A question of class

Oxford May Day Class May Day morning. Oxford. A long-standing tradition to be experienced, steeped in history and local culture. Up at 4.30am, still dark, but as the sun began to rise it was within a clear blue sky. Perfect for the welcoming of spring and all things fresh, reviving and British.

Ah. But to get there I had to walk through a cloud of alcohol and sweat and be shoved and dismissed by waves, dregs and lollops of Oxford University students. And therein lay the rub.

The night before a choir sings madrigals atop Magdalen Tower to mark the first of May, as has been done for something like 500 years, Oxford University holds its May Day ball. Many revellers make it an all-nighter and see the morning in with their fellow Oxford residents and the aforementioned tradition. So far, so acceptable.

But have you ever been in the presence of Oxford University students en masse? (Let alone drunk ones). It was a very new, and as it turns out, unpleasant experience for me.

Having now been in Oxford for nearly six months, it has been impossible to escape the striking presence of class in the city. Until May Day, however, it had been in pockets, at moments and usually quite whimsical:

I couldn't believe it. They passed the Port from the wrong side, and they were like 'does it matter?' And I was like oh my God! It was horrific!

May Day, however, brought out the upper-crust youth in droves. The air of self-importance, of not so much looking down on anyone else, but more the total disregard of everyone else's existence. Loud, rude and sick-makingly over privileged, with a sprinkling attitude, of 'Oh my God, being a student is like, sooooo hard." It physically made my skin crawl, but I couldn't quite justifiably explain why.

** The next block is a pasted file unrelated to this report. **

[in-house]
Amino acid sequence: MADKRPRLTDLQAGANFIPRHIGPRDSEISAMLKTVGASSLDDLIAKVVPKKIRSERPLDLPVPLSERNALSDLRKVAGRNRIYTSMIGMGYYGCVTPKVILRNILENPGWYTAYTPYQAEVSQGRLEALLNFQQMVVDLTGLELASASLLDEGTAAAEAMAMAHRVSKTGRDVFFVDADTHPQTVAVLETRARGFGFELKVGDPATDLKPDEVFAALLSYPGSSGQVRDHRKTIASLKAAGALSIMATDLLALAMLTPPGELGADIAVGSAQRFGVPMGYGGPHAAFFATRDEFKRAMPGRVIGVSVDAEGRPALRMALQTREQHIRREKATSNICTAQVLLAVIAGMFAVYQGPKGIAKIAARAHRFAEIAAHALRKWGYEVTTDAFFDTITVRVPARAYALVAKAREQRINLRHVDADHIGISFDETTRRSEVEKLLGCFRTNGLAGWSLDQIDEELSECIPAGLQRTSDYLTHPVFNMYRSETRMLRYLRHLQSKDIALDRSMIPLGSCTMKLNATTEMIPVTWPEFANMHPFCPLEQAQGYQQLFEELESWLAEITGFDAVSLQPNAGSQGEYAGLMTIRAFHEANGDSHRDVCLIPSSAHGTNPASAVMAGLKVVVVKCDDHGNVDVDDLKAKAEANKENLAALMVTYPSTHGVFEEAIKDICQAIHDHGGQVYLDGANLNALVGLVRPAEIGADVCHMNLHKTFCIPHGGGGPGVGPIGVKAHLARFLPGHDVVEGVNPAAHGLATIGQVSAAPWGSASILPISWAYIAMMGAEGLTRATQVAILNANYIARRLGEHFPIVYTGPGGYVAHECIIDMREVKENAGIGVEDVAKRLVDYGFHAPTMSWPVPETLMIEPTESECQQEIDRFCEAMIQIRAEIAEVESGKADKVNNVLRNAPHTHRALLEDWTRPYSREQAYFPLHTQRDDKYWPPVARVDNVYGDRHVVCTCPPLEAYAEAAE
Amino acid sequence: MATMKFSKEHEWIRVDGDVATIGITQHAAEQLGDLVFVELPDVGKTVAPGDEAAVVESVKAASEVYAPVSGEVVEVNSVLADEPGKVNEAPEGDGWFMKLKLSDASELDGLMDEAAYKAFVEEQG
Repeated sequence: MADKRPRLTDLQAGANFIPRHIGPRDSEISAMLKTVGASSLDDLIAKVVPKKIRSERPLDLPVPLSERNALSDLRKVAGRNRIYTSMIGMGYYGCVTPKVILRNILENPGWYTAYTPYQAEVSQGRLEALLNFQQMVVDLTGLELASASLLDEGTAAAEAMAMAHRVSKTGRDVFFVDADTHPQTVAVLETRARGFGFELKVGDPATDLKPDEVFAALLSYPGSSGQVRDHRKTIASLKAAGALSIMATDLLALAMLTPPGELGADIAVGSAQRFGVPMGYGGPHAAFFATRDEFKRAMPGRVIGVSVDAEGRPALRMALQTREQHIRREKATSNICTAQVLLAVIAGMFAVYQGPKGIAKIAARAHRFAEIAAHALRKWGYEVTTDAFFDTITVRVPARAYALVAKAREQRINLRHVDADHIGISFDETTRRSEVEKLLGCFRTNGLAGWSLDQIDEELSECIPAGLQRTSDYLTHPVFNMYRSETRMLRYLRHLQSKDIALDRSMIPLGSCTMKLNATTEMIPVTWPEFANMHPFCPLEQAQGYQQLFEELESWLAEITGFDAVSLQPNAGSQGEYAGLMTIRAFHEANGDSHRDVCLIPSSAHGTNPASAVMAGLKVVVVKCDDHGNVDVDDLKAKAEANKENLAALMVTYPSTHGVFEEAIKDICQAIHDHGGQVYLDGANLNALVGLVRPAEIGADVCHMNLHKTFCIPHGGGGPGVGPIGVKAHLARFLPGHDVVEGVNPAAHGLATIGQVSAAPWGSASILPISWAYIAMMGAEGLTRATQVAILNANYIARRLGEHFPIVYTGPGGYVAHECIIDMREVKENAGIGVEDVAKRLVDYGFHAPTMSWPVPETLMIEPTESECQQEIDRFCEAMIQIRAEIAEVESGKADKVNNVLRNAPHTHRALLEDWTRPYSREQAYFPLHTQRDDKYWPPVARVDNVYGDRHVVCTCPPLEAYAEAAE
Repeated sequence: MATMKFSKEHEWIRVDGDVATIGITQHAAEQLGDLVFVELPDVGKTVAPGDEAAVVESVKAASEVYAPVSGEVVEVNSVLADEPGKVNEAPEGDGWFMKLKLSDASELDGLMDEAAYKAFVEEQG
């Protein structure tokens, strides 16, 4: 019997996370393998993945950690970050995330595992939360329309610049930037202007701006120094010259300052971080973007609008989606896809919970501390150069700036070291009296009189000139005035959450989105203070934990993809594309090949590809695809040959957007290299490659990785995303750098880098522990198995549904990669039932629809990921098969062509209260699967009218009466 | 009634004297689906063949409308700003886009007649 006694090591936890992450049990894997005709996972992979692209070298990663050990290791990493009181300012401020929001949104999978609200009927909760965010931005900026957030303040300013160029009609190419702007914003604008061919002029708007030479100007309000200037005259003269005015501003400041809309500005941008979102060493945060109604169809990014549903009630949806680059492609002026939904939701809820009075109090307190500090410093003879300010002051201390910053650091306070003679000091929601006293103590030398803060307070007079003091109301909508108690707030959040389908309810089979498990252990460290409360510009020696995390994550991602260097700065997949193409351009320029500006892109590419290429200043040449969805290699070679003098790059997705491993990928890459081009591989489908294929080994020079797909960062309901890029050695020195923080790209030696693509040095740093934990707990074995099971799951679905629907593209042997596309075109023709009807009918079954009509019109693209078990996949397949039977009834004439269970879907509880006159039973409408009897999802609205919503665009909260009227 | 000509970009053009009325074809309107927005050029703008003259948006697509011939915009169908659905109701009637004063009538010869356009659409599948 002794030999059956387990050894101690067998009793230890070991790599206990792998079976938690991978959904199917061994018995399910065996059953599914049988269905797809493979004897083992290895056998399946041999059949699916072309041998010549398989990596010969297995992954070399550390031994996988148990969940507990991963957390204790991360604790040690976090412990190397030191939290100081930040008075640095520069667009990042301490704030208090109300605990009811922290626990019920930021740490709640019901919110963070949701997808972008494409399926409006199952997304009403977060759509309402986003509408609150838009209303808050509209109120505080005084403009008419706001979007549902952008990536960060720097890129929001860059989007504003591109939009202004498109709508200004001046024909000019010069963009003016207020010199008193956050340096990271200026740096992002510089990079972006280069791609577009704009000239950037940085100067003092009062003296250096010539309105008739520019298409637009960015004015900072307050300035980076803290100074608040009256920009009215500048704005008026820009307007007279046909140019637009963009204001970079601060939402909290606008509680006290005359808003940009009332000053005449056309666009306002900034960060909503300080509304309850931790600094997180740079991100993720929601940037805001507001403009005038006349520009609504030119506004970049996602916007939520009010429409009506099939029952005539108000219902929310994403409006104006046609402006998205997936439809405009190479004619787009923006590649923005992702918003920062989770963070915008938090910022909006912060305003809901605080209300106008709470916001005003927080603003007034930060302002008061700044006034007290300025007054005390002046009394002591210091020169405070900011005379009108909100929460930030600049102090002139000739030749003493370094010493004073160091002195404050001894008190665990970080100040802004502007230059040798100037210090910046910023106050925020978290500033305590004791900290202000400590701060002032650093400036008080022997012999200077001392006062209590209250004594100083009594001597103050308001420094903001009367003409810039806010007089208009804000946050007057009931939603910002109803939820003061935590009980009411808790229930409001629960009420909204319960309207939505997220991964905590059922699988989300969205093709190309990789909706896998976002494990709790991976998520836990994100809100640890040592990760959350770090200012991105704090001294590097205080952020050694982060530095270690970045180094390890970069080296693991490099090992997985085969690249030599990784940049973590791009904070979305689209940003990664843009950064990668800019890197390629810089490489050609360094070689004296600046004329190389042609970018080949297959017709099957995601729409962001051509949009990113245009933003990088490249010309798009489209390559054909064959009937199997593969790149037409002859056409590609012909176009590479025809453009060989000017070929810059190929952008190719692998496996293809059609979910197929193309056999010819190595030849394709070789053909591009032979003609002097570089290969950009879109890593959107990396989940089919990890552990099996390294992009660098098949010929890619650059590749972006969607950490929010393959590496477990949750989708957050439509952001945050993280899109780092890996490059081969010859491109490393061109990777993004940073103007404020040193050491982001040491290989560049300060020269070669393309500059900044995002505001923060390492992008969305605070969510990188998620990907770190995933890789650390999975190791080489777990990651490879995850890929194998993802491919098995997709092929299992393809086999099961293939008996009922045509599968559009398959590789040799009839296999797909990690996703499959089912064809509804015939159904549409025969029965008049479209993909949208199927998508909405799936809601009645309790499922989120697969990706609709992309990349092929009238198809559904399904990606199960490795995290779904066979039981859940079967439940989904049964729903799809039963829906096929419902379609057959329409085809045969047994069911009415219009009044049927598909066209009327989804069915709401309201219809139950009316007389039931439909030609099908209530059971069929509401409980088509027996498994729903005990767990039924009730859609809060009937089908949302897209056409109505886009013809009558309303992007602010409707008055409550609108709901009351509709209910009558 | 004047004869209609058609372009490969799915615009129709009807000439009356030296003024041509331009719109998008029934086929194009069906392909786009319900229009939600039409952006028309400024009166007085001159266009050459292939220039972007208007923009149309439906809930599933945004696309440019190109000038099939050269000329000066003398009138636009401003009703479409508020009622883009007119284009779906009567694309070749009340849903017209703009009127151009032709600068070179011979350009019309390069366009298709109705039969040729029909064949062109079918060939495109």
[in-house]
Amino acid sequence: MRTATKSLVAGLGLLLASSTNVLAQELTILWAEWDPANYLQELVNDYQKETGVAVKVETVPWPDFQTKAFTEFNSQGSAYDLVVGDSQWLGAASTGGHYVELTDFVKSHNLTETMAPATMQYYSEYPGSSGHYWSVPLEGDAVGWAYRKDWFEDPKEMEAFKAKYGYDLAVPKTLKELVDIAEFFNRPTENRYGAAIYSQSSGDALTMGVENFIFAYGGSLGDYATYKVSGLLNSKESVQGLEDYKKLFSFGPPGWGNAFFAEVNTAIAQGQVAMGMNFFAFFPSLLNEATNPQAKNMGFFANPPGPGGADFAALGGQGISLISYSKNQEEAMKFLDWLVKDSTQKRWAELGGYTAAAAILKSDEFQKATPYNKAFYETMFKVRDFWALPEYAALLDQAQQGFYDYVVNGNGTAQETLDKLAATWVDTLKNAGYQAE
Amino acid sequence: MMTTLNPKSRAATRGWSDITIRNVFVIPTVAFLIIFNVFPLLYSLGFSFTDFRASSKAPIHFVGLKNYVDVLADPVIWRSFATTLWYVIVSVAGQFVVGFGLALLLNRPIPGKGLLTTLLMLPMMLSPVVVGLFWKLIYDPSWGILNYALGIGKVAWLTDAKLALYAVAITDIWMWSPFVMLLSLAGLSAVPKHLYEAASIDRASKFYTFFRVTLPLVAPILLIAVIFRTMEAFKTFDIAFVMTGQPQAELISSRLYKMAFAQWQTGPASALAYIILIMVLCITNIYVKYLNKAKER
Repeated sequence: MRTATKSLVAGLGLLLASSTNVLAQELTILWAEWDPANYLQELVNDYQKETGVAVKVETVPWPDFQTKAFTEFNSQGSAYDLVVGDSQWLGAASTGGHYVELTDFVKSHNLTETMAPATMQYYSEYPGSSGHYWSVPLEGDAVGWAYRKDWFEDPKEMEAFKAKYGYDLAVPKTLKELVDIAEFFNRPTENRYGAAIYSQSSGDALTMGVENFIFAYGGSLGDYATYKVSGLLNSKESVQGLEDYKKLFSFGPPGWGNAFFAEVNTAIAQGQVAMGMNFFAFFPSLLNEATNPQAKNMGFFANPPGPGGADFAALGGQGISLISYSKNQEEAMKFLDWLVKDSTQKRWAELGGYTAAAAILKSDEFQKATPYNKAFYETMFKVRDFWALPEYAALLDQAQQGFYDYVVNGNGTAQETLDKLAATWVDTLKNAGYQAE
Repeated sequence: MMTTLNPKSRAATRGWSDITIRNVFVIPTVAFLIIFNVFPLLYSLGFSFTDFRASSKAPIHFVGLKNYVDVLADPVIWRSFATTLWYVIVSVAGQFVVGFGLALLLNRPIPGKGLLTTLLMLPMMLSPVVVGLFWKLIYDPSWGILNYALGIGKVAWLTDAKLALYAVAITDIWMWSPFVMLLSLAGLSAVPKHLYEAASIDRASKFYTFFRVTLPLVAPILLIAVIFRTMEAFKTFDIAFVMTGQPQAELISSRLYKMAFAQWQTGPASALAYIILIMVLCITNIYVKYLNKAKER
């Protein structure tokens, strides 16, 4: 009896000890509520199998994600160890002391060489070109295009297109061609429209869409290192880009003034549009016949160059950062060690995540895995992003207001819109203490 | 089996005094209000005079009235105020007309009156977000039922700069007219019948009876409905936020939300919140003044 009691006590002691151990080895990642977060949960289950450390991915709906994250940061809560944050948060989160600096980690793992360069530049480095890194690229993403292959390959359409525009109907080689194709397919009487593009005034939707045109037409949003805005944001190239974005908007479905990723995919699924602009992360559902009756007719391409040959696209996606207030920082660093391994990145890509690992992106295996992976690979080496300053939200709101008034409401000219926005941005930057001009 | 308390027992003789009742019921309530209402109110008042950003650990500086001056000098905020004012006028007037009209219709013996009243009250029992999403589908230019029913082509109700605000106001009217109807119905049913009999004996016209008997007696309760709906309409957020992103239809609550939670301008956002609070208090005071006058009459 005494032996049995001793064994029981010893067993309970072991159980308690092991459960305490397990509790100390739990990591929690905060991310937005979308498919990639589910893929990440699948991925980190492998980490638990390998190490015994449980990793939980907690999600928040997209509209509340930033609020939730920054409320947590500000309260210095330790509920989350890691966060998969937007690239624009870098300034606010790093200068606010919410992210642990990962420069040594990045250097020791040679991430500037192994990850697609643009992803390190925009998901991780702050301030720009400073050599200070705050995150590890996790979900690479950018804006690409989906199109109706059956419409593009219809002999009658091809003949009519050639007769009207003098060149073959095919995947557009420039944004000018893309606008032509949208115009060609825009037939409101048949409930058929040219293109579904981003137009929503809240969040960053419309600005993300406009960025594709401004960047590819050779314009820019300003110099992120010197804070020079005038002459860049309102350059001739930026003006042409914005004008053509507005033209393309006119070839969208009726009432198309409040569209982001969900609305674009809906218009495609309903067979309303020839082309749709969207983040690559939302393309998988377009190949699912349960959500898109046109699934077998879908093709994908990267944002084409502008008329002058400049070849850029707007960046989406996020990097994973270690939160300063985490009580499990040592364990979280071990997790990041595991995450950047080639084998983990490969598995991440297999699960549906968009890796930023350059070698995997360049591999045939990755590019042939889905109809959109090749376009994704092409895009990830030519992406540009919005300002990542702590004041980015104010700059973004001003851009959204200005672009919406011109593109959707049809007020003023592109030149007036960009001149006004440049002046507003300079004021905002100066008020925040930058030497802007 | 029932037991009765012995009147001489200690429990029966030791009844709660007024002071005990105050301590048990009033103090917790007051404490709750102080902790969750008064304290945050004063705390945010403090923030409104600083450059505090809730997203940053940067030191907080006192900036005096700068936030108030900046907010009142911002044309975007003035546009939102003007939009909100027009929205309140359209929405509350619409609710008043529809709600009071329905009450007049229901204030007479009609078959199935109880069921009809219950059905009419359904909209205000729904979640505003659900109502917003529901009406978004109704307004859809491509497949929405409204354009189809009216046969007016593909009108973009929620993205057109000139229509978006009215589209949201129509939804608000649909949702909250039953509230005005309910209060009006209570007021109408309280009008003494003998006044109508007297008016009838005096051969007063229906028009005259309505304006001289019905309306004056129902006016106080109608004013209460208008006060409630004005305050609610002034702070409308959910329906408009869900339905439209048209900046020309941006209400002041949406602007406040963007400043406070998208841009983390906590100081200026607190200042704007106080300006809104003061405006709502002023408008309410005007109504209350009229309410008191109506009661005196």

The last time I had felt that uncomfortable was in America, where the total blindness to the poverty and extreme struggle of a surprisingly large and often (where I encountered it) black population was utterly confounding. Sometimes it was as though a line existed between two streets - one side was ok, the other, you didn't want to walk along at night (or, in a lot of cases, in the day for that matter). Most people just seemed to exist in a pure state of denial about that other side of the street. I couldn't but see it, and I couldn't understand why it was not acknowledged and addressed out loud.

On May Day morning I felt the same again. There was an entirely alien, self-contained and largely put-to-one-side class and community that I could not help but see, hear and feel. And once again, I could not understand, once it had been seen, how anyone could then not be affected, outspoken and searching for an explanation.

There is something uncomfortable about a group of people who are living alongside others and yet utterly distinct from them. Literally bumping into them, but oblivious to their existence or experience. In Oxford, when it is a mere few, who most likely one day will end up in positions of power, it starts to become plain offensive. Why is it so quietly accepted? Tutted at but shrugged off?

No one is outside of class. But there seem to be some classes utterly divorced from everyone else's perceptions. In America, it's a lot of people with very little power. Here in England, it's just the reverse. Both are equally perverse.

I do not have an answer, or as you can probably tell, even a fully formed question. But the photo atop this post, taken on May Day in Oxford, opened my eyes in way that made me want to open my mouth and say 'look'.